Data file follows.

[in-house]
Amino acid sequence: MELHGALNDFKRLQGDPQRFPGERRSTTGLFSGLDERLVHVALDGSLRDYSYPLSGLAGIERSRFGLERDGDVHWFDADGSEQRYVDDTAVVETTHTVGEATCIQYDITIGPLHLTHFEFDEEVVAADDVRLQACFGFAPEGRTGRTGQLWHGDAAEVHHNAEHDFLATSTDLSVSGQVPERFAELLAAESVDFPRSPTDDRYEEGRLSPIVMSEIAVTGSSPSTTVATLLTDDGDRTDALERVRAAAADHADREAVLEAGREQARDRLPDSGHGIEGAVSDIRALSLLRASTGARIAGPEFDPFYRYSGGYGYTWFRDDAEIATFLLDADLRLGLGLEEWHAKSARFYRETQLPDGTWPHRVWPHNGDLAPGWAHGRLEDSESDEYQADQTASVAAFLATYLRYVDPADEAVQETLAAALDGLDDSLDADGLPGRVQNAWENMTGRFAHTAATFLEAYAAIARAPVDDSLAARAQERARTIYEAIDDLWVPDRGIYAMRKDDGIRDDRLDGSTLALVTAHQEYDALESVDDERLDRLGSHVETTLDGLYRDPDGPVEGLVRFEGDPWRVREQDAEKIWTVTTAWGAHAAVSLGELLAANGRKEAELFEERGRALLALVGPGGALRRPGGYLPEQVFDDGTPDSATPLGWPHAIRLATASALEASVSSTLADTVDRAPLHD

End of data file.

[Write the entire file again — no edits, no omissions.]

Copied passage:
[in-house]
Amino acid sequence: MELHGALNDFKRLQGDPQRFPGERRSTTGLFSGLDERLVHVALDGSLRDYSYPLSGLAGIERSRFGLERDGDVHWFDADGSEQRYVDDTAVVETTHTVGEATCIQYDITIGPLHLTHFEFDEEVVAADDVRLQACFGFAPEGRTGRTGQLWHGDAAEVHHNAEHDFLATSTDLSVSGQVPERFAELLAAESVDFPRSPTDDRYEEGRLSPIVMSEIAVTGSSPSTTVATLLTDDGDRTDALERVRAAAADHADREAVLEAGREQARDRLPDSGHGIEGAVSDIRALSLLRASTGARIAGPEFDPFYRYSGGYGYTWFRDDAEIATFLLDADLRLGLGLEEWHAKSARFYRETQLPDGTWPHRVWPHNGDLAPGWAHGRLEDSESDEYQADQTASVAAFLATYLRYVDPADEAVQETLAAALDGLDDSLDADGLPGRVQNAWENMTGRFAHTAATFLEAYAAIARAPVDDSLAARAQERARTIYEAIDDLWVPDRGIYAMRKDDGIRDDRLDGSTLALVTAHQEYDALESVDDERLDRLGSHVETTLDGLYRDPDGPVEGLVRFEGDPWRVREQDAEKIWTVTTAWGAHAAVSLGELLAANGRKEAELFEERGRALLALVGPGGALRRPGGYLPEQVFDDGTPDSATPLGWPHAIRLATASALEASVSSTLADTVDRAPLHD